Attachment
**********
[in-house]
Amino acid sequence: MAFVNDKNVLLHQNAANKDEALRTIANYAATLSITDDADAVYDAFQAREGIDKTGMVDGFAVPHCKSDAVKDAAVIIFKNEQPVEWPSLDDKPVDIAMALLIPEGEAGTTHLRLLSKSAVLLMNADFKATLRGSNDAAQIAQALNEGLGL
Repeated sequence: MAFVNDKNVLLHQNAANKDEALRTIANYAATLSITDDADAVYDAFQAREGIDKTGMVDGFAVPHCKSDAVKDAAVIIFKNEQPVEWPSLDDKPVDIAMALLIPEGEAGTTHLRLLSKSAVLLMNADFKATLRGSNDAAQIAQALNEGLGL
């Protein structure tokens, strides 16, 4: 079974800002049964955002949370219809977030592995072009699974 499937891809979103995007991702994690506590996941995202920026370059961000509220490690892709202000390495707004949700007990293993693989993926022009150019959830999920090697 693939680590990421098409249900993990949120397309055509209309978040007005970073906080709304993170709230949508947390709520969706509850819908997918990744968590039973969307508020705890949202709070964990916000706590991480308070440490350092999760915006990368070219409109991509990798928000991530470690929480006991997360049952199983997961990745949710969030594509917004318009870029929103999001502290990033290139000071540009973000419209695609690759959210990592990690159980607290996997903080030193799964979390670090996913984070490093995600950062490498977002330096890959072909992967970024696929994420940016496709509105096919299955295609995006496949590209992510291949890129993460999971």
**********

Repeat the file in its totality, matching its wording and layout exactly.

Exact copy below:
[in-house]
Amino acid sequence: MAFVNDKNVLLHQNAANKDEALRTIANYAATLSITDDADAVYDAFQAREGIDKTGMVDGFAVPHCKSDAVKDAAVIIFKNEQPVEWPSLDDKPVDIAMALLIPEGEAGTTHLRLLSKSAVLLMNADFKATLRGSNDAAQIAQALNEGLGL
Repeated sequence: MAFVNDKNVLLHQNAANKDEALRTIANYAATLSITDDADAVYDAFQAREGIDKTGMVDGFAVPHCKSDAVKDAAVIIFKNEQPVEWPSLDDKPVDIAMALLIPEGEAGTTHLRLLSKSAVLLMNADFKATLRGSNDAAQIAQALNEGLGL
């Protein structure tokens, strides 16, 4: 079974800002049964955002949370219809977030592995072009699974 499937891809979103995007991702994690506590996941995202920026370059961000509220490690892709202000390495707004949700007990293993693989993926022009150019959830999920090697 693939680590990421098409249900993990949120397309055509209309978040007005970073906080709304993170709230949508947390709520969706509850819908997918990744968590039973969307508020705890949202709070964990916000706590991480308070440490350092999760915006990368070219409109991509990798928000991530470690929480006991997360049952199983997961990745949710969030594509917004318009870029929103999001502290990033290139000071540009973000419209695609690759959210990592990690159980607290996997903080030193799964979390670090996913984070490093995600950062490498977002330096890959072909992967970024696929994420940016496709509105096919299955295609995006496949590209992510291949890129993460999971």